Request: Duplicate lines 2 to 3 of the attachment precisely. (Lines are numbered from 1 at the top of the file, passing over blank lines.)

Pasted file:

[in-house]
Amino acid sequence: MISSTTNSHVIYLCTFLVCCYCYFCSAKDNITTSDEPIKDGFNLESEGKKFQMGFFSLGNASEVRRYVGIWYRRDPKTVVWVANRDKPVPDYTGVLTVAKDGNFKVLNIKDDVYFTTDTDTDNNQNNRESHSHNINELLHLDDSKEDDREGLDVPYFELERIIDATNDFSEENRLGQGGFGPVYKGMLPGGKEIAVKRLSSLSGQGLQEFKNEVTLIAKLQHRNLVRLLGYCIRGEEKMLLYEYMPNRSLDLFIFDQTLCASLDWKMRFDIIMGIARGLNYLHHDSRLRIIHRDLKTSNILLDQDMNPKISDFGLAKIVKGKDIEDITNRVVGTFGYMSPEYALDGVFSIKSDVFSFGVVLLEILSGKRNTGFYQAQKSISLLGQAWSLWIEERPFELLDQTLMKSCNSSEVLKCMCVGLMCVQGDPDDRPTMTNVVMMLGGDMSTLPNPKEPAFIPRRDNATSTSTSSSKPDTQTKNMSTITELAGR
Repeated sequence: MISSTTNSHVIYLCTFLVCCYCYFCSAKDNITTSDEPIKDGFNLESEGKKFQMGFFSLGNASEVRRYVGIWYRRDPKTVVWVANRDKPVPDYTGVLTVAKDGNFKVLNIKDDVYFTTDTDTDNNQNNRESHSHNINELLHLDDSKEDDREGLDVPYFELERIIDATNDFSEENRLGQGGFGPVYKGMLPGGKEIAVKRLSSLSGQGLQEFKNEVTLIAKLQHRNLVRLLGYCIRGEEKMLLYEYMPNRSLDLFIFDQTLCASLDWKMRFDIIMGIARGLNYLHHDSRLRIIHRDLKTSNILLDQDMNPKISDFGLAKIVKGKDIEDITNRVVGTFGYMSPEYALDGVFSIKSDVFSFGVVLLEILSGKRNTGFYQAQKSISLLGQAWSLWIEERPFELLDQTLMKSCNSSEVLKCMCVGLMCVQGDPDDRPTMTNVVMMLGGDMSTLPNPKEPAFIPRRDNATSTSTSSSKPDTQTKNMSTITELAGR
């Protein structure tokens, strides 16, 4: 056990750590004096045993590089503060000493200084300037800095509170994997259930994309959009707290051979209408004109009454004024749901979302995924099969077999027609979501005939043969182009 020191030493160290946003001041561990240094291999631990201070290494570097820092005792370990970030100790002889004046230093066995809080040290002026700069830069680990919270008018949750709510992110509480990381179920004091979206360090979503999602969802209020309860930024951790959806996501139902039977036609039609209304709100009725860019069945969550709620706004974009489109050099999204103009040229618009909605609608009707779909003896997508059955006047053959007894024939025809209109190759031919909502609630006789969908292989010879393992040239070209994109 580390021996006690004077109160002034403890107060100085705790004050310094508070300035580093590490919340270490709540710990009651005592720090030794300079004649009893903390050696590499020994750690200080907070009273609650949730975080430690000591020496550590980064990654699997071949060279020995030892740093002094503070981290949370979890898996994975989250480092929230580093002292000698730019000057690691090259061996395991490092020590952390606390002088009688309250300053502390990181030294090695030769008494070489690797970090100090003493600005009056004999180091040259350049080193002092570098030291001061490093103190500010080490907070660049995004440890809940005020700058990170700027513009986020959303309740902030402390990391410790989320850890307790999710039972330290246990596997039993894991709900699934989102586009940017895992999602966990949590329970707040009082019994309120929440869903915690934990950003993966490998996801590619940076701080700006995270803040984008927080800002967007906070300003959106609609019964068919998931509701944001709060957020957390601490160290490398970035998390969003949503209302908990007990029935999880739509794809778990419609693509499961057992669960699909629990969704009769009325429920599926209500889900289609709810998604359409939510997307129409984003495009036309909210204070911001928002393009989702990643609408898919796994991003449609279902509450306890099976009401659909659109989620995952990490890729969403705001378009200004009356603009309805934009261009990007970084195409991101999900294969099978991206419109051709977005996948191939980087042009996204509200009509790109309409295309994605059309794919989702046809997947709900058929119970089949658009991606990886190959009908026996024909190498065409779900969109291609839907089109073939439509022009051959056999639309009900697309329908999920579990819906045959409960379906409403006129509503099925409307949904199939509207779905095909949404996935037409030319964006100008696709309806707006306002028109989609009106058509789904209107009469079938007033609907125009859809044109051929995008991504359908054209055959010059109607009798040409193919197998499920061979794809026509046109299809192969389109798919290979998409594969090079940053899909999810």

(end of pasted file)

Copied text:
Amino acid sequence: MISSTTNSHVIYLCTFLVCCYCYFCSAKDNITTSDEPIKDGFNLESEGKKFQMGFFSLGNASEVRRYVGIWYRRDPKTVVWVANRDKPVPDYTGVLTVAKDGNFKVLNIKDDVYFTTDTDTDNNQNNRESHSHNINELLHLDDSKEDDREGLDVPYFELERIIDATNDFSEENRLGQGGFGPVYKGMLPGGKEIAVKRLSSLSGQGLQEFKNEVTLIAKLQHRNLVRLLGYCIRGEEKMLLYEYMPNRSLDLFIFDQTLCASLDWKMRFDIIMGIARGLNYLHHDSRLRIIHRDLKTSNILLDQDMNPKISDFGLAKIVKGKDIEDITNRVVGTFGYMSPEYALDGVFSIKSDVFSFGVVLLEILSGKRNTGFYQAQKSISLLGQAWSLWIEERPFELLDQTLMKSCNSSEVLKCMCVGLMCVQGDPDDRPTMTNVVMMLGGDMSTLPNPKEPAFIPRRDNATSTSTSSSKPDTQTKNMSTITELAGR
Repeated sequence: MISSTTNSHVIYLCTFLVCCYCYFCSAKDNITTSDEPIKDGFNLESEGKKFQMGFFSLGNASEVRRYVGIWYRRDPKTVVWVANRDKPVPDYTGVLTVAKDGNFKVLNIKDDVYFTTDTDTDNNQNNRESHSHNINELLHLDDSKEDDREGLDVPYFELERIIDATNDFSEENRLGQGGFGPVYKGMLPGGKEIAVKRLSSLSGQGLQEFKNEVTLIAKLQHRNLVRLLGYCIRGEEKMLLYEYMPNRSLDLFIFDQTLCASLDWKMRFDIIMGIARGLNYLHHDSRLRIIHRDLKTSNILLDQDMNPKISDFGLAKIVKGKDIEDITNRVVGTFGYMSPEYALDGVFSIKSDVFSFGVVLLEILSGKRNTGFYQAQKSISLLGQAWSLWIEERPFELLDQTLMKSCNSSEVLKCMCVGLMCVQGDPDDRPTMTNVVMMLGGDMSTLPNPKEPAFIPRRDNATSTSTSSSKPDTQTKNMSTITELAGR